My wife and son are two incredible people. Today they cooked me breakfast, gave me a new Avengers and Star Wars T-shirt, and a coffee mug. After church, they took me out to lunch. The place we ate at had a life-size connect four set. I lost to my son when we played.

I often find myself reflecting on my dad and what he taught me.

One of my earliest memories of my Father involved candy, Pluto Mickey Mouses dog, and a red balloon. We were returning from a trip to the mall, and when I got out of the car, I accidentally let go of my red balloon. I remember my Father chasing it as floated away. As a five-year-old, I was upset that I lost a balloon, today I know it wasn’t about the balloon, but it was my dad caring about how I felt he chased it for me.

I recall when I was in 8th grade, he took me to purchase a new suit for my solo and ensemble performance. He expressed to me the importance of dressing like a professional.

My Father died when I was 17. I was 37 when I became a dad, so for twenty years, Father’s Day to me stirred the emotions of sadness, loss, grief, indifference, and at times, longing.

When I became a Father, the other emotions made room for joy. For the last few years, the pleasure of being a Father has sat next to the grief and sorrow and taught me how to draw positive memories from them. Now I look back and think of my Father, and I miss him dearly. Yet I appreciate and marvel at him and all he accomplished. He fought in World War 2. He grew up in Alabama and experienced a level of racism that is only reserved for history books. He worked for over forty years as a rural mail carrier and modeled a work ethic that he passed down to me. I recall him telling me that it didn’t matter where I worked or what I did, but he said always give you best, give 100 percent.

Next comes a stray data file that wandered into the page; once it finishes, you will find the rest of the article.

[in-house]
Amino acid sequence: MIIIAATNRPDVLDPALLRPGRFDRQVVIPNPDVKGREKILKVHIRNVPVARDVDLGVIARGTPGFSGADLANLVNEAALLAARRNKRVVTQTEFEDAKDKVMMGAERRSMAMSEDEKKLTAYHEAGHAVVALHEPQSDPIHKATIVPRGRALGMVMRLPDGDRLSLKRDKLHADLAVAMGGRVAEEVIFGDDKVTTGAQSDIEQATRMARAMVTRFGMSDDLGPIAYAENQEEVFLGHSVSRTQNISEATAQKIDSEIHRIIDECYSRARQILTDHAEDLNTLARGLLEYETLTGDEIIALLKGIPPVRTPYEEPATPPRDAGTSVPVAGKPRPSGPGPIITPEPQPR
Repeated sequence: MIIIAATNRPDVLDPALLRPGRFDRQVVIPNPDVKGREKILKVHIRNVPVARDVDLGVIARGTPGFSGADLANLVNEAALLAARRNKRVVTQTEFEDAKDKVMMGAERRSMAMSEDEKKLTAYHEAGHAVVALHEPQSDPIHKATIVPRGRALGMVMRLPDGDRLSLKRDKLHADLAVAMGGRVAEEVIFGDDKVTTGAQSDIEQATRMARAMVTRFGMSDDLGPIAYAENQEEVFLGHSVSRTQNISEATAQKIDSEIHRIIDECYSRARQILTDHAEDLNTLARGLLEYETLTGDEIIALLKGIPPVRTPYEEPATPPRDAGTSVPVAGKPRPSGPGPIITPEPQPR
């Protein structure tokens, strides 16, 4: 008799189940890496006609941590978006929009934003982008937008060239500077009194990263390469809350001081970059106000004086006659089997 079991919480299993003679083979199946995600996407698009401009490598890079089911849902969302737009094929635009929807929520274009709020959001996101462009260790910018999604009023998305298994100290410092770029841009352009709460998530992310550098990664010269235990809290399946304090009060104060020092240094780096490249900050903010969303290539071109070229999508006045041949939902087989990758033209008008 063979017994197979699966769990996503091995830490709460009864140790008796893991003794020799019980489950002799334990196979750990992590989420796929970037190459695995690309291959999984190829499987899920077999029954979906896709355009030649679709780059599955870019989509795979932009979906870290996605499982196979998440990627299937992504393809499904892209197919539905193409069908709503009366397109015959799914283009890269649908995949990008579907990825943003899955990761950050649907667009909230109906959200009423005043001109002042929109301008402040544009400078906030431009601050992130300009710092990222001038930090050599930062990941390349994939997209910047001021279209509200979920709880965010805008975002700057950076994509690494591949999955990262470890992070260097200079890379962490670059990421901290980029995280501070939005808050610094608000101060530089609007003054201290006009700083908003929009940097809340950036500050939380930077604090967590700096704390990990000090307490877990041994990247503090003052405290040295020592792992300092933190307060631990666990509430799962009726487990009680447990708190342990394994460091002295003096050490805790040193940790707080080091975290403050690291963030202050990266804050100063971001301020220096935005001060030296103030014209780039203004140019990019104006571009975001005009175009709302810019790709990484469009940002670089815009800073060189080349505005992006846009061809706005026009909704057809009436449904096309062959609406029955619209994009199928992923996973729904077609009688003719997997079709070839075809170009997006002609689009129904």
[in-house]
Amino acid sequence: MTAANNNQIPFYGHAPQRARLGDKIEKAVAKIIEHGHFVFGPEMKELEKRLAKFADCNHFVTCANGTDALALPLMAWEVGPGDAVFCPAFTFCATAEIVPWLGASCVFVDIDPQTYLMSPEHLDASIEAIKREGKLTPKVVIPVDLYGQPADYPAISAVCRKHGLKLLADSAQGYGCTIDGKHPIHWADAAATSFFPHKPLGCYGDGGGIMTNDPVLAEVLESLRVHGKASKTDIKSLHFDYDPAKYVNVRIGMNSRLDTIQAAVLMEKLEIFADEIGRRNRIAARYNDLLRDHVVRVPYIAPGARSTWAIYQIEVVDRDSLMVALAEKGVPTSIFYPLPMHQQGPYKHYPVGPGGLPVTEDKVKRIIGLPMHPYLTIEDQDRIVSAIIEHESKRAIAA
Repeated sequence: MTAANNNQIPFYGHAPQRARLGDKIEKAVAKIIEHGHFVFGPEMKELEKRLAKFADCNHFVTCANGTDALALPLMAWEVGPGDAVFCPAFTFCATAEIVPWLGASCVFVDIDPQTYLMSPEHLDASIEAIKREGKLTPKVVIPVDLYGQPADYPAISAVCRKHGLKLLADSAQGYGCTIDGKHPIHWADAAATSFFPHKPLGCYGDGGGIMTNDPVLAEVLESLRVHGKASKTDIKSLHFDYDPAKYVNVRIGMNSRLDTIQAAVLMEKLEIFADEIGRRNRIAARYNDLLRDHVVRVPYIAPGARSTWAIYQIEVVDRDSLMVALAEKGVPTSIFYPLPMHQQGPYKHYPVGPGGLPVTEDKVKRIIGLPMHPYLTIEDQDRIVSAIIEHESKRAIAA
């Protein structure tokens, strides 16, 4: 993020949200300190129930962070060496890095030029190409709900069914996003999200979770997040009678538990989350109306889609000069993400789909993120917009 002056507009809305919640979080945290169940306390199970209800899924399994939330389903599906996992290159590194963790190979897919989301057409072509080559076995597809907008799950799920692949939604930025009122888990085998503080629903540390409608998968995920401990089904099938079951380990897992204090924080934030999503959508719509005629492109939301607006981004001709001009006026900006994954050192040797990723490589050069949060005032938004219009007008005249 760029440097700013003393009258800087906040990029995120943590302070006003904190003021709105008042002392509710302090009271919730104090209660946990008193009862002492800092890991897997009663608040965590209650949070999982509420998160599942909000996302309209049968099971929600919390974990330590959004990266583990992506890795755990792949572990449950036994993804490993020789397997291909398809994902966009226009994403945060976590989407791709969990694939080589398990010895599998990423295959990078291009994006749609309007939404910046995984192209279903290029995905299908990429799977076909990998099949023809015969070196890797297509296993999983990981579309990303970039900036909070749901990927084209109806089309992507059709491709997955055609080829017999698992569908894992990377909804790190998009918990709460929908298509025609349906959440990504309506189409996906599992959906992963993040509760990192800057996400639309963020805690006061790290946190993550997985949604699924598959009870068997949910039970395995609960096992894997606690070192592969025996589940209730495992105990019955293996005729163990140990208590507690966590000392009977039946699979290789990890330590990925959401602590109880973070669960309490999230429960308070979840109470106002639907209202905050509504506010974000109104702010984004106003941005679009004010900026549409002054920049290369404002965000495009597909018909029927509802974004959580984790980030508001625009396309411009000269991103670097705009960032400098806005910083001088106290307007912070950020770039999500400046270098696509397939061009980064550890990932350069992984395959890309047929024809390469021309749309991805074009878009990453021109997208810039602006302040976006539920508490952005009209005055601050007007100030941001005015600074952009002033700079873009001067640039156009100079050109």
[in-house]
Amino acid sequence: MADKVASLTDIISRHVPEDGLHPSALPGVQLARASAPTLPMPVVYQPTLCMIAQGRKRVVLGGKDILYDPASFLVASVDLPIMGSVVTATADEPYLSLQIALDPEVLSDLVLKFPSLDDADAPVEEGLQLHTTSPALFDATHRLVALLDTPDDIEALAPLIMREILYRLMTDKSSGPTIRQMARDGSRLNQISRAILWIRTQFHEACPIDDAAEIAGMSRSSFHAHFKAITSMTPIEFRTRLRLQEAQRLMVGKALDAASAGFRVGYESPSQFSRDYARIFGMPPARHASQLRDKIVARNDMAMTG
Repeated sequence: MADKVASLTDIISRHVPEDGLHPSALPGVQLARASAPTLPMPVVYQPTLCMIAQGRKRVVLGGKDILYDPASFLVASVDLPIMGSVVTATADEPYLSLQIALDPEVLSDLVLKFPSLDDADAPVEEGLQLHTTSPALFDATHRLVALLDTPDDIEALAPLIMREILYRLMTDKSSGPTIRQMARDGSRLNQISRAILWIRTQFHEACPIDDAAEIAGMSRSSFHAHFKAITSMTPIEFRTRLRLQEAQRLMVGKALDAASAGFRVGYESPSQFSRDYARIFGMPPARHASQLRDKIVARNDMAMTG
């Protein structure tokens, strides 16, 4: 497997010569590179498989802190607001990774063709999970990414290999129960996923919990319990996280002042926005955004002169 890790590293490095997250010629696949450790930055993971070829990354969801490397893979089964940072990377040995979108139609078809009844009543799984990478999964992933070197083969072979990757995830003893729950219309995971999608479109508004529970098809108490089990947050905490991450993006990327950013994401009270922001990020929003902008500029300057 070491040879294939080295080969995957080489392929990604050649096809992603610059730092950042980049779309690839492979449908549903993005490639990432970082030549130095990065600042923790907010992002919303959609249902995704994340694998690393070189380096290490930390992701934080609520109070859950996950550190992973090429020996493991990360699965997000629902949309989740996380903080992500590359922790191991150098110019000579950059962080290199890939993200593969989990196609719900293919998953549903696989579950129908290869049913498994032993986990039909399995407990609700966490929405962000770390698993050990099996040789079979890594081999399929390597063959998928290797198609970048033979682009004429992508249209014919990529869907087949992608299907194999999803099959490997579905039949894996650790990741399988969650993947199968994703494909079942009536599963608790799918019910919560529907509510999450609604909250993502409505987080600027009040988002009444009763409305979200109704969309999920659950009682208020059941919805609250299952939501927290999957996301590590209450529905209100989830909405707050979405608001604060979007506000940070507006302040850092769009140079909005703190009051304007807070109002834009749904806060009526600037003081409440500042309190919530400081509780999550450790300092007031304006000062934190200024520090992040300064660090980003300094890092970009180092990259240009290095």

He would paraphrase this quote- by MLK- “If a man is called to be a street sweeper. He should sweep streets even as a Michelangelo painted, or Beethoven composed music or Shakespeare wrote poetry. He should sweep streets so well that all hosts of heaven and earth pause to say; Here lives a great sweeper who did his job well “.

I miss my dad. Wish he could’ve been around to see me graduate from college, to have been able to meet my wife Kim and my son Jordan. Many times I sit and wish that I could get his advice or ask questions about a life issue.

One item I would like to pass on.

Learn to receive the love of the people around you while they are around. Pause and fully take in each moment that you have, appreciate the sites, the sounds, the beauty that surrounds you. If someone you love is no longer around find the moments of appreciation and take them in. The lessons my dad tried to teach me when I was in my teens, I wasn’t ready to receive them in my teens. I know understand they were seeds, seeds the continued to grow inside of me. Today I understand and comprehend more and more of what he was trying to do for me.

One Reply to “Dad”

  1. Thanks for sharing Steven, it sounds like your Dad was an incredible man. When you talk about the story with the balloon you mention it involves candy, Pluto, and a balloon, but we only heard about the balloon, I’d love to hear more.

    I like your lesson at the end of learning to receive the love of the people around you while you can. Are there any practical tips you could share which you’ve found helpful?

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